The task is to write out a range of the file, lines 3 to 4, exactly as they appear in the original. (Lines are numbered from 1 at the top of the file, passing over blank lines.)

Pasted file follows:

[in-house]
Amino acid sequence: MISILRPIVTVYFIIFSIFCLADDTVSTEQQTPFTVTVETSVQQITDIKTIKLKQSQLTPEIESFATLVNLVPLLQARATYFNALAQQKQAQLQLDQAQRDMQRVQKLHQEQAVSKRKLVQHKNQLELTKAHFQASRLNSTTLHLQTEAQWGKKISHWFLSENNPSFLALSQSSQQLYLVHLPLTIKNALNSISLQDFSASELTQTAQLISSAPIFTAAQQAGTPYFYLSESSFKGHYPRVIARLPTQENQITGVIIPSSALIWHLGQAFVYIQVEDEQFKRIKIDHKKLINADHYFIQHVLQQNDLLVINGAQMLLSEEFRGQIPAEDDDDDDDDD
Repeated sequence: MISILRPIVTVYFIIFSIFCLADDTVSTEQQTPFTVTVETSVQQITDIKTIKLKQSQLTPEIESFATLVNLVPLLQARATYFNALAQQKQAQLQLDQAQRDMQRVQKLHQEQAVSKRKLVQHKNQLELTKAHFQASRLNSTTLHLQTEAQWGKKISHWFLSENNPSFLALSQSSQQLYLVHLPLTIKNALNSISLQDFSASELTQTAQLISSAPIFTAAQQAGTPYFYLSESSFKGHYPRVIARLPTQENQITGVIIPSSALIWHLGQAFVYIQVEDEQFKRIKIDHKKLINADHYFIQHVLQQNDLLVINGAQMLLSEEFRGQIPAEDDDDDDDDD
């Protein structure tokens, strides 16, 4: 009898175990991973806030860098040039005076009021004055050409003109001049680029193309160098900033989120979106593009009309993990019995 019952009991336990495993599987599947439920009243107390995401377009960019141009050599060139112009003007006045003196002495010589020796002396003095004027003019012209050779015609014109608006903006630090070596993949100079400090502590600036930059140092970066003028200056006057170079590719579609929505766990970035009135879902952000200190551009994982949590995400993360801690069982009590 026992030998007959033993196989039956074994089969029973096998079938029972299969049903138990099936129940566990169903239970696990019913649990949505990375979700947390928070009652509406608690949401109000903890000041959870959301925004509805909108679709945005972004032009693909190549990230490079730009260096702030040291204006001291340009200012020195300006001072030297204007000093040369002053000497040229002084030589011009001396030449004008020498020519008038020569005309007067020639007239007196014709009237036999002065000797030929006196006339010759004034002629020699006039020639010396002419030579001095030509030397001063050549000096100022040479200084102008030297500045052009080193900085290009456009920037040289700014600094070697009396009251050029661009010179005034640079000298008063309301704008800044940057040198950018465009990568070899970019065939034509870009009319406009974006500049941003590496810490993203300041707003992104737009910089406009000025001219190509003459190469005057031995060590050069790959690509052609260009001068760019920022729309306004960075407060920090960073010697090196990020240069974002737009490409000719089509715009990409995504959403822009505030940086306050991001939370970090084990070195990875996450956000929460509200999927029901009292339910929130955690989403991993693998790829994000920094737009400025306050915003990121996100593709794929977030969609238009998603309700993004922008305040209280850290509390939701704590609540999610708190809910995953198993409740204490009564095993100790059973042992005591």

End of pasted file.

Repeated sequence: MISILRPIVTVYFIIFSIFCLADDTVSTEQQTPFTVTVETSVQQITDIKTIKLKQSQLTPEIESFATLVNLVPLLQARATYFNALAQQKQAQLQLDQAQRDMQRVQKLHQEQAVSKRKLVQHKNQLELTKAHFQASRLNSTTLHLQTEAQWGKKISHWFLSENNPSFLALSQSSQQLYLVHLPLTIKNALNSISLQDFSASELTQTAQLISSAPIFTAAQQAGTPYFYLSESSFKGHYPRVIARLPTQENQITGVIIPSSALIWHLGQAFVYIQVEDEQFKRIKIDHKKLINADHYFIQHVLQQNDLLVINGAQMLLSEEFRGQIPAEDDDDDDDDD
């Protein structure tokens, strides 16, 4: 009898175990991973806030860098040039005076009021004055050409003109001049680029193309160098900033989120979106593009009309993990019995 019952009991336990495993599987599947439920009243107390995401377009960019141009050599060139112009003007006045003196002495010589020796002396003095004027003019012209050779015609014109608006903006630090070596993949100079400090502590600036930059140092970066003028200056006057170079590719579609929505766990970035009135879902952000200190551009994982949590995400993360801690069982009590 026992030998007959033993196989039956074994089969029973096998079938029972299969049903138990099936129940566990169903239970696990019913649990949505990375979700947390928070009652509406608690949401109000903890000041959870959301925004509805909108679709945005972004032009693909190549990230490079730009260096702030040291204006001291340009200012020195300006001072030297204007000093040369002053000497040229002084030589011009001396030449004008020498020519008038020569005309007067020639007239007196014709009237036999002065000797030929006196006339010759004034002629020699006039020639010396002419030579001095030509030397001063050549000096100022040479200084102008030297500045052009080193900085290009456009920037040289700014600094070697009396009251050029661009010179005034640079000298008063309301704008800044940057040198950018465009990568070899970019065939034509870009009319406009974006500049941003590496810490993203300041707003992104737009910089406009000025001219190509003459190469005057031995060590050069790959690509052609260009001068760019920022729309306004960075407060920090960073010697090196990020240069974002737009490409000719089509715009990409995504959403822009505030940086306050991001939370970090084990070195990875996450956000929460509200999927029901009292339910929130955690989403991993693998790829994000920094737009400025306050915003990121996100593709794929977030969609238009998603309700993004922008305040209280850290509390939701704590609540999610708190809910995953198993409740204490009564095993100790059973042992005591």